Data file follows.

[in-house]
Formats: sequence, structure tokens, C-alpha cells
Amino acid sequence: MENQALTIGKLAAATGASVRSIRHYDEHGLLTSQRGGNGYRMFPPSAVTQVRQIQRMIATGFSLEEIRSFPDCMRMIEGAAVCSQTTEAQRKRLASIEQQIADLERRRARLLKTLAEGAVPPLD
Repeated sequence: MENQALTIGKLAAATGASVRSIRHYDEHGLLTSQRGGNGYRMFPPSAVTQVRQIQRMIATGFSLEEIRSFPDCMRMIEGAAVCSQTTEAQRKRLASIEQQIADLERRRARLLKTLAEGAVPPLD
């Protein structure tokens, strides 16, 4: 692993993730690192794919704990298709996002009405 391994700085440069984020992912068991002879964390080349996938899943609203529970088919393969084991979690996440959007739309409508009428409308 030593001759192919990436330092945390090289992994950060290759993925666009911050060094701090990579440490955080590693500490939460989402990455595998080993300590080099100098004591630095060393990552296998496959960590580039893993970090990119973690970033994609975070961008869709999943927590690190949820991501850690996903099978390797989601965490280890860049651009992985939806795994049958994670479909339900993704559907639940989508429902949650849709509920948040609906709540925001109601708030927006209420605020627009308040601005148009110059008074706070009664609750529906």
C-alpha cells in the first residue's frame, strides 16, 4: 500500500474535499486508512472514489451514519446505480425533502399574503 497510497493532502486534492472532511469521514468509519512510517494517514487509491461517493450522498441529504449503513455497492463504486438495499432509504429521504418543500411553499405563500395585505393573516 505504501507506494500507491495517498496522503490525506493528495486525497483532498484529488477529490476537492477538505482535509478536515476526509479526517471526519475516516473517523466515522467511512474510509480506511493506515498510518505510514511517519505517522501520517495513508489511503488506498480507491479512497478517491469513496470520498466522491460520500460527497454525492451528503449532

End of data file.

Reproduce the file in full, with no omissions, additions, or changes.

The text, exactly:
[in-house]
Formats: sequence, structure tokens, C-alpha cells
Amino acid sequence: MENQALTIGKLAAATGASVRSIRHYDEHGLLTSQRGGNGYRMFPPSAVTQVRQIQRMIATGFSLEEIRSFPDCMRMIEGAAVCSQTTEAQRKRLASIEQQIADLERRRARLLKTLAEGAVPPLD
Repeated sequence: MENQALTIGKLAAATGASVRSIRHYDEHGLLTSQRGGNGYRMFPPSAVTQVRQIQRMIATGFSLEEIRSFPDCMRMIEGAAVCSQTTEAQRKRLASIEQQIADLERRRARLLKTLAEGAVPPLD
């Protein structure tokens, strides 16, 4: 692993993730690192794919704990298709996002009405 391994700085440069984020992912068991002879964390080349996938899943609203529970088919393969084991979690996440959007739309409508009428409308 030593001759192919990436330092945390090289992994950060290759993925666009911050060094701090990579440490955080590693500490939460989402990455595998080993300590080099100098004591630095060393990552296998496959960590580039893993970090990119973690970033994609975070961008869709999943927590690190949820991501850690996903099978390797989601965490280890860049651009992985939806795994049958994670479909339900993704559907639940989508429902949650849709509920948040609906709540925001109601708030927006209420605020627009308040601005148009110059008074706070009664609750529906």
C-alpha cells in the first residue's frame, strides 16, 4: 500500500474535499486508512472514489451514519446505480425533502399574503 497510497493532502486534492472532511469521514468509519512510517494517514487509491461517493450522498441529504449503513455497492463504486438495499432509504429521504418543500411553499405563500395585505393573516 505504501507506494500507491495517498496522503490525506493528495486525497483532498484529488477529490476537492477538505482535509478536515476526509479526517471526519475516516473517523466515522467511512474510509480506511493506515498510518505510514511517519505517522501520517495513508489511503488506498480507491479512497478517491469513496470520498466522491460520500460527497454525492451528503449532